The call to action (CTA) is probably the most important element on any website. It functions to inspire, motivate, and ultimately move the reader to act on any number of things, such as to donate, register, and learn more.
Writing a CTA can be tricky. It takes more than just adding a hyperlink or a flashy button to get someone to click. The content also shouldn’t be too long or cluttered, since a viewer won’t be compelled to act if they can’t be bothered to finish the text. What, then, is a good CTA?
Above all, a call to action should be simple. It should sound even easier than it is so that the viewer knows exactly what they’re supposed to do. Should they click or sign the petition or buy?
The reader should want to act as soon as possible — not tomorrow, not even later in the day, but right that second. You’re probably familiar with the story: “Oh, I will do that right after I respond to this e-mail.” You probably also know the reader never follows through. That means your CTA should include such words as “now,” “right away,” and “today.” Let the audience know that time is running out (even though it might not be). Phrases like “urgent,” “last chance,” or “one-time only” remind them that they might not get a chance like this again.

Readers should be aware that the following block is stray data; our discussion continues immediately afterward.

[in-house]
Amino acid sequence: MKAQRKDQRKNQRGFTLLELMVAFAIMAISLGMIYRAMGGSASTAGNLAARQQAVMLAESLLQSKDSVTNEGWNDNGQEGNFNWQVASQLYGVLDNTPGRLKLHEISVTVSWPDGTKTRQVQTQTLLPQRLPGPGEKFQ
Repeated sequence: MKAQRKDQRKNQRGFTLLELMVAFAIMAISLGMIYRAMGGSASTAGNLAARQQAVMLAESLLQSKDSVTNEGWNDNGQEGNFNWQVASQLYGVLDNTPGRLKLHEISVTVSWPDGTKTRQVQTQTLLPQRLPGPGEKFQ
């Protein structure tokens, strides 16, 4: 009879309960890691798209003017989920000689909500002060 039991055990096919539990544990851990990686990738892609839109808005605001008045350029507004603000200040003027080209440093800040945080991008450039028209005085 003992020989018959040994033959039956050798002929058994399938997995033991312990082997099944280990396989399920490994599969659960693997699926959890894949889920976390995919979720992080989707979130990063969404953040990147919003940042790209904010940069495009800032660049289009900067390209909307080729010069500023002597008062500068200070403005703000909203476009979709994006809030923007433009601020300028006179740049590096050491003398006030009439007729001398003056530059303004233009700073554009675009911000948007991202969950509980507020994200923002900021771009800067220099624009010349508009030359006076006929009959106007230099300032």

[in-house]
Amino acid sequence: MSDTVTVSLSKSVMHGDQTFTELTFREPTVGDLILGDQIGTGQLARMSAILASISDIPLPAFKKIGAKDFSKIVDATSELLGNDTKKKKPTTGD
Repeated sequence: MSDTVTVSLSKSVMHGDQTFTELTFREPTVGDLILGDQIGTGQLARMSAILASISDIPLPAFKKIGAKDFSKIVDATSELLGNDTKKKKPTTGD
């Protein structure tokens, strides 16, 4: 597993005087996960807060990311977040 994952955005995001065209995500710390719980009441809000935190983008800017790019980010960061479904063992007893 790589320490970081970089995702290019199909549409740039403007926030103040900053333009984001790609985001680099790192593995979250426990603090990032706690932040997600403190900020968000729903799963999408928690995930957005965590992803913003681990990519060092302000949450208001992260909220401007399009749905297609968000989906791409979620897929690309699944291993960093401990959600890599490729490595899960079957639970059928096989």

3. The “Why Not”
Make the readers ask themselves, “why not?” Everyone is afraid of commitment. No one wants to click on something thinking that they will get charges every month on their credit card or end up on some list that will constantly spam them with e-mails. Ensure the reader that they have nothing to lose by following the call. All they have to do is try, and it is risk-free. If it is free (forever or even for a brief period) remind them.
Make the call enticing. If the offering seems in-demand or exclusive or is something the reader can be proud of, or that will help them fit in, be sure to highlight it. People want to feel special and that they are doing the right thing.
If you follow these basics, your call is sure to be successful. And don’t be afraid to get creative.